Jarrett Maupin has been very vocal during the recent protests, leading marches on the Phoenix Police headquarters after officers shot an unarmed man who reportedly fought with them.
He agreed to go through a force on force training with the Maricopa County Sheriff’s Office and went through three scenarios where you have to decide to shoot, or not to shoot.
This isn’t meant to be a statement for or against cops. It’s not even really about cops as this is something that is relevant to any use of force encounter, armed or not, cop or not. But in all the recent furor about cops shooting people, the story and experience of Jarrett Maupin is especially relevant. Like so many others, he had an opinion. He “knew” that there was never a legitimate reason for a cop or anyone else to shoot an unarmed person. In response to a recent officer involved shooting, Maupin marched with others demanding the officer’s badge, gun, and job because they felt the shooting was unjustified. Why? Because the victim was unarmed. Maupin and the other protestors just knew that things would be different had they been in the officer’s position or if the man he shot had been white. To his credit, Maupin and Troy Hayden, a journalist with a Fox News affiliate in Phoenix, accepted an invitation to go through a force on force training session with the Maricopa County Sheriff’s Office. It seems that as a result, they have seen the light and have a different perspective.
Among the takeaways here is that both men reacted similarly to the same stimulus. Men of different backgrounds, experiences, and (as much as I’m tired of this dead horse) different races reached the same conclusions. If you paid attention to the video, both shot an “unarmed” man. And for the record, chances are very high, said shooting would be ruled justified by both a police review board and a grand jury in the case of a civilian. Why? Because of the disparity of force (size and numbers of attackers as both men in that scenario started coming toward the “officer”) along with what both reasonably believed was motive, means, and manifested intent to do them harm even without a weapon in hand.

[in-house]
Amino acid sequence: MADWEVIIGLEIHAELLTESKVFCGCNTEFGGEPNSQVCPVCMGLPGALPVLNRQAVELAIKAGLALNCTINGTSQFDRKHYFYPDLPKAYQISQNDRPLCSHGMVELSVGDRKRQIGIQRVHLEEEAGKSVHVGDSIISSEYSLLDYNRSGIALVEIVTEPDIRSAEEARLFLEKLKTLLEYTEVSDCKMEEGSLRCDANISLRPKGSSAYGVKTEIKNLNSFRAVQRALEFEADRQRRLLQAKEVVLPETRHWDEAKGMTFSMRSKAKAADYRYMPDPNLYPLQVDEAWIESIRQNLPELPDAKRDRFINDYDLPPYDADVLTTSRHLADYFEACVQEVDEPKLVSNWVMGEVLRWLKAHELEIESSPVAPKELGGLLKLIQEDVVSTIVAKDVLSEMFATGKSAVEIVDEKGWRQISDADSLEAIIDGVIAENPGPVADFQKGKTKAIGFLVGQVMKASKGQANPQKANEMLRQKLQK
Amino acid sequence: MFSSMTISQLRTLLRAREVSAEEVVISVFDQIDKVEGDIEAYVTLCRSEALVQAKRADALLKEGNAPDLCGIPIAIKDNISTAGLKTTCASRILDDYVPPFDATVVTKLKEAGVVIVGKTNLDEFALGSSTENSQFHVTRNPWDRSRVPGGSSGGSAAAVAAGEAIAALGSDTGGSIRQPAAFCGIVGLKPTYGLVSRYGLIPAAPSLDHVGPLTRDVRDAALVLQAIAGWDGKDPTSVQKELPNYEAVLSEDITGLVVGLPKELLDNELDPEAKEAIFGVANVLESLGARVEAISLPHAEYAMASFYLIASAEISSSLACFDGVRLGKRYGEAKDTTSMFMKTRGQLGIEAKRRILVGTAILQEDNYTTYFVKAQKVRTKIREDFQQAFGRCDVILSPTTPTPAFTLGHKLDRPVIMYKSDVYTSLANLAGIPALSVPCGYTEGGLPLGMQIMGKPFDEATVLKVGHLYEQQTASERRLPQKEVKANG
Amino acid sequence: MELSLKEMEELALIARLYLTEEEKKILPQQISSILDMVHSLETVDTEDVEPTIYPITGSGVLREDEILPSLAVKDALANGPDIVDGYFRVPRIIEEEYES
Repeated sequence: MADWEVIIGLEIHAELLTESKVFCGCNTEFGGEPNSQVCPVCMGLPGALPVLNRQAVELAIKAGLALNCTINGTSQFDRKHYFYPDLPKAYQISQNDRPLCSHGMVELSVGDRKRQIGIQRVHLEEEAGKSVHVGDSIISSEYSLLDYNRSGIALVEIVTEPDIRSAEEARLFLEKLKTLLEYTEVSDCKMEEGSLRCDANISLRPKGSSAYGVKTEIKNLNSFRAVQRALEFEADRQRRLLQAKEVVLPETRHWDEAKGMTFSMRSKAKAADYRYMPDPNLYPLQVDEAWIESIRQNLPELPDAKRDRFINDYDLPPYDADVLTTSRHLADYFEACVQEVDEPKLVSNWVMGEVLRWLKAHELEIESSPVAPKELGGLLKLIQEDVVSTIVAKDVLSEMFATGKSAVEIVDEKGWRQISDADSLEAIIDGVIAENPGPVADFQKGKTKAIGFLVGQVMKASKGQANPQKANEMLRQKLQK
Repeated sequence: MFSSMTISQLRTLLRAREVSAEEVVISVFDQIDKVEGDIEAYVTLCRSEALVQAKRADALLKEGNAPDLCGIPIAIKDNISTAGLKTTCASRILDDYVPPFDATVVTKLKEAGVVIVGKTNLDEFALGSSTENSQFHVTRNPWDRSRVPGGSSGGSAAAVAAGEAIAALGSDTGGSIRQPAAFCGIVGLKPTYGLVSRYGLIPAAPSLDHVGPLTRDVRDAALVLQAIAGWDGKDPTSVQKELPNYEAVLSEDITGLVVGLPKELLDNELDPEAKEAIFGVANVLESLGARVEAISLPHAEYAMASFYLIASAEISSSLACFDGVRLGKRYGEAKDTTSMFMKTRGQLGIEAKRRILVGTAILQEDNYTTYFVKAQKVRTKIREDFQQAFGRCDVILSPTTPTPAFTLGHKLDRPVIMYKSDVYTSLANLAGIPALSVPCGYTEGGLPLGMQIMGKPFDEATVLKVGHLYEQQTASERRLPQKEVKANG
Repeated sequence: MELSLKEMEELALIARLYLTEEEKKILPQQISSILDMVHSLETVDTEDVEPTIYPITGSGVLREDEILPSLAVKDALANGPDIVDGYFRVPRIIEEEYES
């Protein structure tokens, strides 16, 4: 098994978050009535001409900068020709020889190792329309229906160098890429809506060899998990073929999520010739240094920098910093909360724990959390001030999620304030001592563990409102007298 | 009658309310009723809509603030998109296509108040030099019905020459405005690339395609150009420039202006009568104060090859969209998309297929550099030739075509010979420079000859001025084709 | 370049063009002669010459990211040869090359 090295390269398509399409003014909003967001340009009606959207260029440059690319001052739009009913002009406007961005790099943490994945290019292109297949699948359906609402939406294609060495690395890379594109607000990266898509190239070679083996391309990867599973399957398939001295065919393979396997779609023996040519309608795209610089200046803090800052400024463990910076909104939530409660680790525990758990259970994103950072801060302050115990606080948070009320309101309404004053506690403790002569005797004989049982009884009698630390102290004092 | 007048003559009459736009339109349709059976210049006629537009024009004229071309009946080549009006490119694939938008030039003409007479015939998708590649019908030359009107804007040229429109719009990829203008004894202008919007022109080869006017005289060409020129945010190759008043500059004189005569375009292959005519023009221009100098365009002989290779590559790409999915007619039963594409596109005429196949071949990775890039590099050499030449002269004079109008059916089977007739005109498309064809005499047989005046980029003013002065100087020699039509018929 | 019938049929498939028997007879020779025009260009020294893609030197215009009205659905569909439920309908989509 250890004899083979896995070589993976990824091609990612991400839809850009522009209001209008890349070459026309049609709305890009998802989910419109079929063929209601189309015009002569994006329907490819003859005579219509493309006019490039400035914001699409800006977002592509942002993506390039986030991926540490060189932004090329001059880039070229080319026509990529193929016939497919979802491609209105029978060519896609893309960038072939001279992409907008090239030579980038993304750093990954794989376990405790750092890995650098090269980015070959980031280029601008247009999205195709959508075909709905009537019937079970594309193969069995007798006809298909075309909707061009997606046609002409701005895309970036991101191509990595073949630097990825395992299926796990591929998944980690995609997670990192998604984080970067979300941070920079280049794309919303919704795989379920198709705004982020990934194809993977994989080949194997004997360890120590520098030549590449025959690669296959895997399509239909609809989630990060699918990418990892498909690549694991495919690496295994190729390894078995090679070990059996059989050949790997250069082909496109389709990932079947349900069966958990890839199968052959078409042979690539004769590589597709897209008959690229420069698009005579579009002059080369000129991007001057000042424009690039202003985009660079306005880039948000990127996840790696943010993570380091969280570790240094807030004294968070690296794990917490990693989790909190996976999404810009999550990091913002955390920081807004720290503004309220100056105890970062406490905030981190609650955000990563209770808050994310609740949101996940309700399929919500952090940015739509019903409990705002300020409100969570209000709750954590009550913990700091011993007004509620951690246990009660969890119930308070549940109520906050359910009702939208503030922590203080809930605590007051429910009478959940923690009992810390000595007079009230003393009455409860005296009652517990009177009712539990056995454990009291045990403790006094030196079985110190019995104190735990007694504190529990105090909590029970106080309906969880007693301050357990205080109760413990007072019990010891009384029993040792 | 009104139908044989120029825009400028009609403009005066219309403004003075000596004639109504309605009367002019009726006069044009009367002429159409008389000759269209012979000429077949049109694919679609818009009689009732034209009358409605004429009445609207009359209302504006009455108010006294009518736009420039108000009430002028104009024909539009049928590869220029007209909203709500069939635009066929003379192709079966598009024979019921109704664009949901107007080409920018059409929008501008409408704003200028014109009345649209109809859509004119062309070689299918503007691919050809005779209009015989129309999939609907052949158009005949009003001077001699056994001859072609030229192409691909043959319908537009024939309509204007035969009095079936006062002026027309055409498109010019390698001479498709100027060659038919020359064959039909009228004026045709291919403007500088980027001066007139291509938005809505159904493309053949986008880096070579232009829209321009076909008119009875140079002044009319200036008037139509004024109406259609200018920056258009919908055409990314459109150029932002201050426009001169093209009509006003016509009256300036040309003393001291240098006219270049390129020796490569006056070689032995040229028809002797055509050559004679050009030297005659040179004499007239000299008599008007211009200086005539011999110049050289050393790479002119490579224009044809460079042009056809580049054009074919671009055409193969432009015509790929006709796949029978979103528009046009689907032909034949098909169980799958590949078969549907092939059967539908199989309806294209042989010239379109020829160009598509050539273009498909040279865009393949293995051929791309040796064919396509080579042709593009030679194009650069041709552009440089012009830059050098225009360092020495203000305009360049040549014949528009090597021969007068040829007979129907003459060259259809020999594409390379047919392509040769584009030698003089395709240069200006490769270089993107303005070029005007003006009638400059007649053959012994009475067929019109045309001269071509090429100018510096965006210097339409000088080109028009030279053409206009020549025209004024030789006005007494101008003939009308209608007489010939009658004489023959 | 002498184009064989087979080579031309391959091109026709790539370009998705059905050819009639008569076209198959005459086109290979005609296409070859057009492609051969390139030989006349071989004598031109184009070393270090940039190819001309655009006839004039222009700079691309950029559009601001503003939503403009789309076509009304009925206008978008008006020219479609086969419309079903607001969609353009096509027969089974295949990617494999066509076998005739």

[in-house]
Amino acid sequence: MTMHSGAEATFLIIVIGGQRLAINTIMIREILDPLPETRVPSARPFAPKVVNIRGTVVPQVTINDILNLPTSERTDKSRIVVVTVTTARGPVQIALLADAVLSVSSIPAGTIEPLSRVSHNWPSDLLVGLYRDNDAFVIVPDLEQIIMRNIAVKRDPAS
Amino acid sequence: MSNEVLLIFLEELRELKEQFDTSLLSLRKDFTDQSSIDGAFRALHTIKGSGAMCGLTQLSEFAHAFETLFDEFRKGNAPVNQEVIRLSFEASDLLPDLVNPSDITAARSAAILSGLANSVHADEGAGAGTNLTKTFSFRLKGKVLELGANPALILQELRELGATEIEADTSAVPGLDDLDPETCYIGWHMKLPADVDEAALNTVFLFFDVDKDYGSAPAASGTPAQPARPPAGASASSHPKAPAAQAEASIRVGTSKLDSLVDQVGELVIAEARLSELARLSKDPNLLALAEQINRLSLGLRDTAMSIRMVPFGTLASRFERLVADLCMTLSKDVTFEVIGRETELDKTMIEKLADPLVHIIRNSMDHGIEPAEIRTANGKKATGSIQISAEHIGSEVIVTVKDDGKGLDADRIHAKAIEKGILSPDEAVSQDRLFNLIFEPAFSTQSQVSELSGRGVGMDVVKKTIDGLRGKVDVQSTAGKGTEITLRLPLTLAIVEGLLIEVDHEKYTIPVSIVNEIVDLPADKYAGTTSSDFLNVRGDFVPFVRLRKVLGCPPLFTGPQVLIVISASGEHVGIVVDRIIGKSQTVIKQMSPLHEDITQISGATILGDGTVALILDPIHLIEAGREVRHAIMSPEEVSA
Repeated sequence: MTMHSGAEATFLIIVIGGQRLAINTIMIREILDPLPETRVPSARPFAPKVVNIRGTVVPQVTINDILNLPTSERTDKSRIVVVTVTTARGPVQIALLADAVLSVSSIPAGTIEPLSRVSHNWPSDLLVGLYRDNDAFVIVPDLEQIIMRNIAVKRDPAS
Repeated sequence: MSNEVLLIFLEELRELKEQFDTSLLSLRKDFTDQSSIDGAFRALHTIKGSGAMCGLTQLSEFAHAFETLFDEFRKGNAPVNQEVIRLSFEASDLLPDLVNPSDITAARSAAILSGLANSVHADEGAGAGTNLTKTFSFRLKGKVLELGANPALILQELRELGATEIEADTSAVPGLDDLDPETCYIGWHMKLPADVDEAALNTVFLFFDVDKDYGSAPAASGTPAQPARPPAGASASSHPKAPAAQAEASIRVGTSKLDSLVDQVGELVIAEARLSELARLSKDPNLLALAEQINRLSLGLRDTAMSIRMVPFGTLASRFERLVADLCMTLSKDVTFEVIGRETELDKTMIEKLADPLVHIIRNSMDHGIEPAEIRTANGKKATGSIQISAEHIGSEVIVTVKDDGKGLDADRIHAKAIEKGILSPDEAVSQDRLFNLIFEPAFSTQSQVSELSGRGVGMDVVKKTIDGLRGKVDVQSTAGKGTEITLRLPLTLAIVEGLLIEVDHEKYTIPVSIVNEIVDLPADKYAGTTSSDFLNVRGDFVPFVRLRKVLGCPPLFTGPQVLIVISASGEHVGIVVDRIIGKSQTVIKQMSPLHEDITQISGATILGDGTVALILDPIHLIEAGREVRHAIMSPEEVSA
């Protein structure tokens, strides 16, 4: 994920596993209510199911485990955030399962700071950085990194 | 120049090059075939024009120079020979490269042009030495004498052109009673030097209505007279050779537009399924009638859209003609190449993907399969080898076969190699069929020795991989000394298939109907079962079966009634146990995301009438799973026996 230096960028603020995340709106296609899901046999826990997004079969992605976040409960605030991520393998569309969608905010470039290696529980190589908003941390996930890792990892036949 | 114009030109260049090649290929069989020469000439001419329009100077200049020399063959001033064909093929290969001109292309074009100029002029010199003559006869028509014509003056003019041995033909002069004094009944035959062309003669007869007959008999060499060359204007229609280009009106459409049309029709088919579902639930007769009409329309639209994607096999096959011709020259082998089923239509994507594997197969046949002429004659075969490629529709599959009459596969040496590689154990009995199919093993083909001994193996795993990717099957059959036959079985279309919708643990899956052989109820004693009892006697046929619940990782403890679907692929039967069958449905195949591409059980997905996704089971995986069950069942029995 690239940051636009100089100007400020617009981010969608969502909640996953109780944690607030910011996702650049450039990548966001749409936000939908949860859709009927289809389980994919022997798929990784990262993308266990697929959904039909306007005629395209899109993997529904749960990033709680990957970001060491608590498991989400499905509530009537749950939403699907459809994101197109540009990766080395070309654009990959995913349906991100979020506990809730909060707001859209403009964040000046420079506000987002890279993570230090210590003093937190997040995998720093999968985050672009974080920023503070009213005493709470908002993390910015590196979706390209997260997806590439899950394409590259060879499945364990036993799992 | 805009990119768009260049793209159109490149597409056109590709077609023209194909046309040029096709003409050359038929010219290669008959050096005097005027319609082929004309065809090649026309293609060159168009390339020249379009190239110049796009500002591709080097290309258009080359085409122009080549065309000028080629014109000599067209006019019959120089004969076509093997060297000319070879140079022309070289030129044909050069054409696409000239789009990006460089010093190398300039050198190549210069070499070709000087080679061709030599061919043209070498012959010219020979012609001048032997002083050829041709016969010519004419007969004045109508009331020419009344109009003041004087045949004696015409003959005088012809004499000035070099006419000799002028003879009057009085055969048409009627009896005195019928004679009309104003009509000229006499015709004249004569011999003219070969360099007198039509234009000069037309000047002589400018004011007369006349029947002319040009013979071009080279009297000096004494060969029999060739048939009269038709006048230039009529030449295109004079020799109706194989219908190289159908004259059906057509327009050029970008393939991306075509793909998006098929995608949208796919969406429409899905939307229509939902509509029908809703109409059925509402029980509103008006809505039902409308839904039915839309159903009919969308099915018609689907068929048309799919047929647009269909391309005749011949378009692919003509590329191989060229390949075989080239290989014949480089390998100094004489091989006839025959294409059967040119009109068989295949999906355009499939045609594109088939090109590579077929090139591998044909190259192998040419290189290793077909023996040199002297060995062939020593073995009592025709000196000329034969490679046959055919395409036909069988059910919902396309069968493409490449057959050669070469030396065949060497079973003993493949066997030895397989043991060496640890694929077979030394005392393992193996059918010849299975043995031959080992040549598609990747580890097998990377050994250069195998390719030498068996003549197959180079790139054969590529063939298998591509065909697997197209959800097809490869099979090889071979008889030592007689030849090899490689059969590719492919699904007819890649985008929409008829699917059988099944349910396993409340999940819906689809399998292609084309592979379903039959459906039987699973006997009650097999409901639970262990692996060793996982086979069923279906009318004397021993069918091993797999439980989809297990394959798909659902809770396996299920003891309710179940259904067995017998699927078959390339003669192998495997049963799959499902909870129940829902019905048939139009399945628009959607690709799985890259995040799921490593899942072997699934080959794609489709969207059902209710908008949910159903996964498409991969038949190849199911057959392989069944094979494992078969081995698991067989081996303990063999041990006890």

Another significant takeaway is something we talk about routinely…Things can and do go down hill, very quickly. We hear Maupin say these situations develop in 10-15 seconds but, the critical part happens faster than that. The unarmed man scenario goes from Maupin and Hayden asking questions to a shooting in less than 7 seconds for both of them. The guy claiming to be looking for his car goes from someone simply being evasive and non-compliant to Maupin and Hayden getting “shot” faster than either can react to the fact they’ve seen a gun. That’s real. And both are situations that are as relevant to civilians as they are to cops.
Finally, in the after action discussion portion of the video below, we hear Maupin say that he tried to shoot the suspect in the arm so he could subdue him. Folks, this is delusional fantasy that results from people watching too much TV and too many movies. The real world doesn’t work that way. Even an expert level shooter wouldn’t take the risk of missing or worse, wounding someone without actually stopping a deadly threat. The bad guy certainly isn’t going to launch bullets at you just to scare you or just to make it hurt a little bit. In a practical sense, if you’ve got time to make that decision, it can be readily argued you had time to use a non-lethal means. Again, shooting people or shooting at people is ALWAYS considered deadly force even if it is not necessarily your intent to kill them.